Does geography shape us, too?

We know families shape our personalities, as do friends.  We know our living conditions also shape how we approach the world (poverty/wealth, good/bad schools, high/low consumption of resources, et cetera).  At some point I began to wonder how geography shapes who we are.  It seems like it must.  So I am always curious about the geography of where people live.  I had never been to western Tennessee and Kentucky; here are some of the landscapes I saw.

 Much of Tennessee looked like this — fields and woods.
I am used to woods with huge redwood trees; these woods were the sort I had only seen in movies before.
Where roads cut through the hills, you saw these layers of limestone.  This area was all underwater in prehistoric times, and there are fossils in stones everywhere.
This is the Cumberland River at Fort Donelson (a Civil War site).  Rivers have carved and shaped this land, creating fertile valleys. 
Near Clarksville TN are the Dunbar Caves, created as water trickled through layers of limestone, and dissolved the softer rock.  Archeological evidence shows that Native Americans used these caves for thousands of years before Euro-Americans arrived, for storage, shelter, and sometimes ceremonies.  The entry to the cave is cool, and back in the 1930s was used as an outdoor dance hall, with the stone risers for the band still there.  Now the cave is sealed off, to protect the bats from disease carried by humans.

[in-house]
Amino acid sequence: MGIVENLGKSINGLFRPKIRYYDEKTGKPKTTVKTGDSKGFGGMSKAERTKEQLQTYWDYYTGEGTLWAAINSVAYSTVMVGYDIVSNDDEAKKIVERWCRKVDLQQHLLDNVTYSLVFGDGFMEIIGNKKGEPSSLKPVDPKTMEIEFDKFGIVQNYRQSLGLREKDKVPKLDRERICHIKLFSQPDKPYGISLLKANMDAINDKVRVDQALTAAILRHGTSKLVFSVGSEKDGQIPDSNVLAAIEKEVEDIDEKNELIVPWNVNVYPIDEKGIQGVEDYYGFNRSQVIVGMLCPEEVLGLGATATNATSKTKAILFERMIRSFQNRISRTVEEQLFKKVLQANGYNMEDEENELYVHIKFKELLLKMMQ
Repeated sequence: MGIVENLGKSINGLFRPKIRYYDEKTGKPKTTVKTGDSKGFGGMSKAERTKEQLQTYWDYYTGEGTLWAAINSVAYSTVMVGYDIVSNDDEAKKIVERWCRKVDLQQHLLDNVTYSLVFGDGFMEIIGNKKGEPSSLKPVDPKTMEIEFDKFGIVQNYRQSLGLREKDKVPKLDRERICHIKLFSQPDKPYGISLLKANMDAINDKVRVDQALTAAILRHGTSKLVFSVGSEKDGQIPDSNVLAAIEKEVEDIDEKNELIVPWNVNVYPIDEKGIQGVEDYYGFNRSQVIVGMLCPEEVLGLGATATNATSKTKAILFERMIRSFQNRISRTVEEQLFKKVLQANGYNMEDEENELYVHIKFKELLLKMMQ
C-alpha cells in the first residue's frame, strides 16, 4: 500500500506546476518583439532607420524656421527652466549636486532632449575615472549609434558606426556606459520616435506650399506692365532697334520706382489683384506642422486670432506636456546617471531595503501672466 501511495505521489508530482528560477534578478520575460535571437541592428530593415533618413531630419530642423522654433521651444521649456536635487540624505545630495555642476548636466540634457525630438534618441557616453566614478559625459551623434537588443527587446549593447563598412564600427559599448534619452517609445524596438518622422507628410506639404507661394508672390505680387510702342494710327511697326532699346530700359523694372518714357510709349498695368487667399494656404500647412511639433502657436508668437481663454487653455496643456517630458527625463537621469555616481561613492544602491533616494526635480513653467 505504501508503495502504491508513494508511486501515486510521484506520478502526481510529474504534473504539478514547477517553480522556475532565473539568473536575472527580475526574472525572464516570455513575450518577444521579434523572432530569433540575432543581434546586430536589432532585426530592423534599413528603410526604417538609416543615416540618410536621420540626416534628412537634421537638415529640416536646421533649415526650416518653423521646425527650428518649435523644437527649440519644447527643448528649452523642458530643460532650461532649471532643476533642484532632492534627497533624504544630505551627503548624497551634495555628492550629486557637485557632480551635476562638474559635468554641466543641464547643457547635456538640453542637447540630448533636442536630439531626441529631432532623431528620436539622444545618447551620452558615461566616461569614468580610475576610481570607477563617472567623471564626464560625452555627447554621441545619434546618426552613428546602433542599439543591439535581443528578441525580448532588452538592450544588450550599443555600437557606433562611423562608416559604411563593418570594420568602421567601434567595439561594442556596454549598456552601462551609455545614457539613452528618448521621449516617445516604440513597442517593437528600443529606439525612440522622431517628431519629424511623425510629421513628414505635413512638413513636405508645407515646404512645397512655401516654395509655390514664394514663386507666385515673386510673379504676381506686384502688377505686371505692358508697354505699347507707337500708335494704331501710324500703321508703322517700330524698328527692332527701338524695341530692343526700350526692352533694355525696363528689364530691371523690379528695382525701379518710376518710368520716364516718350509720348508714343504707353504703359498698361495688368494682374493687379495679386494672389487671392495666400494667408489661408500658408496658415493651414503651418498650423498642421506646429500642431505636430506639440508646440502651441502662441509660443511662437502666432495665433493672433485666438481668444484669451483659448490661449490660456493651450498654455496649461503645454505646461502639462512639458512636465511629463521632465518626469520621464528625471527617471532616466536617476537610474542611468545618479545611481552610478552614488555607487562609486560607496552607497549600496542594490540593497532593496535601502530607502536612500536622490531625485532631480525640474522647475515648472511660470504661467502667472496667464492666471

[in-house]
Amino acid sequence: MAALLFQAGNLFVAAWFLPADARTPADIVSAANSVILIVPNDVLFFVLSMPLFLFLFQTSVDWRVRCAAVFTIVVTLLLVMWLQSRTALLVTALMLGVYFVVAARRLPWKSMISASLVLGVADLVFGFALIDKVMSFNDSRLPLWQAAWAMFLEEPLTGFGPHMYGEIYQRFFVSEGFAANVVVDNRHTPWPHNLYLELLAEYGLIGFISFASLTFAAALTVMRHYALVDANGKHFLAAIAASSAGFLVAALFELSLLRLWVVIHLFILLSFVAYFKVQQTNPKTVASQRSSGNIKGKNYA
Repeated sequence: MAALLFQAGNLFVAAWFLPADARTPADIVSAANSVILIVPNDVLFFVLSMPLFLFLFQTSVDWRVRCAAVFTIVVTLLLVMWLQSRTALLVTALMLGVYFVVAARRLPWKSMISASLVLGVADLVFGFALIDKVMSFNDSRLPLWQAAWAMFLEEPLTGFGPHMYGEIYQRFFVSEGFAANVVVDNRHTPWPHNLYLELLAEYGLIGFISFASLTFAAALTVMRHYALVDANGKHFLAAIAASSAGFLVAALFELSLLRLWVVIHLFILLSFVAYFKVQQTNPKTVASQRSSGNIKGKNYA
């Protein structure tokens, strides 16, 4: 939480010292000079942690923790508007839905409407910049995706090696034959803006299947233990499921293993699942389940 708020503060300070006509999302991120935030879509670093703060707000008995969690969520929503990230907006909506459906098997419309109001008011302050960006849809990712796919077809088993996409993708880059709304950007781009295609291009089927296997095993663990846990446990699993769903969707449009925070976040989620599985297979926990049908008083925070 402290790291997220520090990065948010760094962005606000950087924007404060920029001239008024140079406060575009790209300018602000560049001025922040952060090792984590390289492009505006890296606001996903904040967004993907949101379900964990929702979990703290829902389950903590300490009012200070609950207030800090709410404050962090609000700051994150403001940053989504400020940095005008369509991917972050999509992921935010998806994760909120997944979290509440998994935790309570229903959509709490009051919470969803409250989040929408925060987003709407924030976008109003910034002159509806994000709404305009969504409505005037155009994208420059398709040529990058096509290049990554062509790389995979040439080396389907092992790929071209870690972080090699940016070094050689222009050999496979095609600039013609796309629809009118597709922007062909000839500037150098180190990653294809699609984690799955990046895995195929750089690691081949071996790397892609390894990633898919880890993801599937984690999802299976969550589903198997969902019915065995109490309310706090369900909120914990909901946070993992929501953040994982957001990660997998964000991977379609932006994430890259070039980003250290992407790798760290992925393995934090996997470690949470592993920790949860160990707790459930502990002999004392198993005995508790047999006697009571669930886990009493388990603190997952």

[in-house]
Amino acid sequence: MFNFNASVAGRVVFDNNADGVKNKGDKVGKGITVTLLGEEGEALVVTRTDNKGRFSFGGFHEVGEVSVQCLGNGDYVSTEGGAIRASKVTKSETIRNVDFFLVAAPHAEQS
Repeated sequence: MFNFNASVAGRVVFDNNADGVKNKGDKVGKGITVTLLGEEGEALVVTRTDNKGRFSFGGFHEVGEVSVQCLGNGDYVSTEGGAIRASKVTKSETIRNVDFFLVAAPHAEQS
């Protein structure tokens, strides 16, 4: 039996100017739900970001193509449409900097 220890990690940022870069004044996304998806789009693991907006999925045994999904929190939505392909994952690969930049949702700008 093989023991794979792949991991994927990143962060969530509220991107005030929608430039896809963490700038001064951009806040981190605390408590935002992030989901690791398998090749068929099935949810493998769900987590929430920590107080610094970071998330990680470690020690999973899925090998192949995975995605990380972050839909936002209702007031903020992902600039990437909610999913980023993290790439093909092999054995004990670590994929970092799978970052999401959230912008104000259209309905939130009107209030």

Nature astounds me with its strength and determination.  It is so beautiful.
Does geography shape us?    What do you think?

About judithornot

Lives in semi-rural Northern California, happily married, retired counselor, night person, knits, plays WoW.
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3 Responses to Does geography shape us, too?

  1. In that last photograph, I’m fascinated by the way the large tree root has molded itself around the stone. As the rock shapes the root, perhaps geography shapes us.

    Steve Schwartzman


    • judithornot says:

      I think so, too, Steve. Am also wondering if the shaping occasionally goes against the grain of our personalities, and that is one of the reasons we may move elsewhere. Why some places feel more like home.


  2. For me the geographical shaping was a question of temperature: I grew up in New York but my body does better in a warmer climate, so I ended up in Texas..


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